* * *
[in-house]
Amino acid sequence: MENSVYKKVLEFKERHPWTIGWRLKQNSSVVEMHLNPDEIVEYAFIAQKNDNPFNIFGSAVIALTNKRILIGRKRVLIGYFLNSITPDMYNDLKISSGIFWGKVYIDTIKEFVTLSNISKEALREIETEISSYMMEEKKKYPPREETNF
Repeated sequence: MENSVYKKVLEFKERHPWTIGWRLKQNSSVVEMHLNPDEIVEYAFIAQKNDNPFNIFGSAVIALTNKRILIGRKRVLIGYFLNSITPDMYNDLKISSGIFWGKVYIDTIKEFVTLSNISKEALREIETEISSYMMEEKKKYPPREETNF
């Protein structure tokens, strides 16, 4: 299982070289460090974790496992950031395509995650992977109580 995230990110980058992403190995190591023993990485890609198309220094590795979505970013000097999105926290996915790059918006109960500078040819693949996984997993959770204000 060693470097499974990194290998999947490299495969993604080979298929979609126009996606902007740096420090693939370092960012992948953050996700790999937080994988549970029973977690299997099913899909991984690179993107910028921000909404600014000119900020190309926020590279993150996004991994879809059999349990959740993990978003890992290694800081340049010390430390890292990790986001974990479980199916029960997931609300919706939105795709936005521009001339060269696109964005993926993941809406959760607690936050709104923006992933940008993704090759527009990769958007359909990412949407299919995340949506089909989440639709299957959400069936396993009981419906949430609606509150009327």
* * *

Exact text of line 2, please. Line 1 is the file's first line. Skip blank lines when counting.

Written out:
Amino acid sequence: MENSVYKKVLEFKERHPWTIGWRLKQNSSVVEMHLNPDEIVEYAFIAQKNDNPFNIFGSAVIALTNKRILIGRKRVLIGYFLNSITPDMYNDLKISSGIFWGKVYIDTIKEFVTLSNISKEALREIETEISSYMMEEKKKYPPREETNF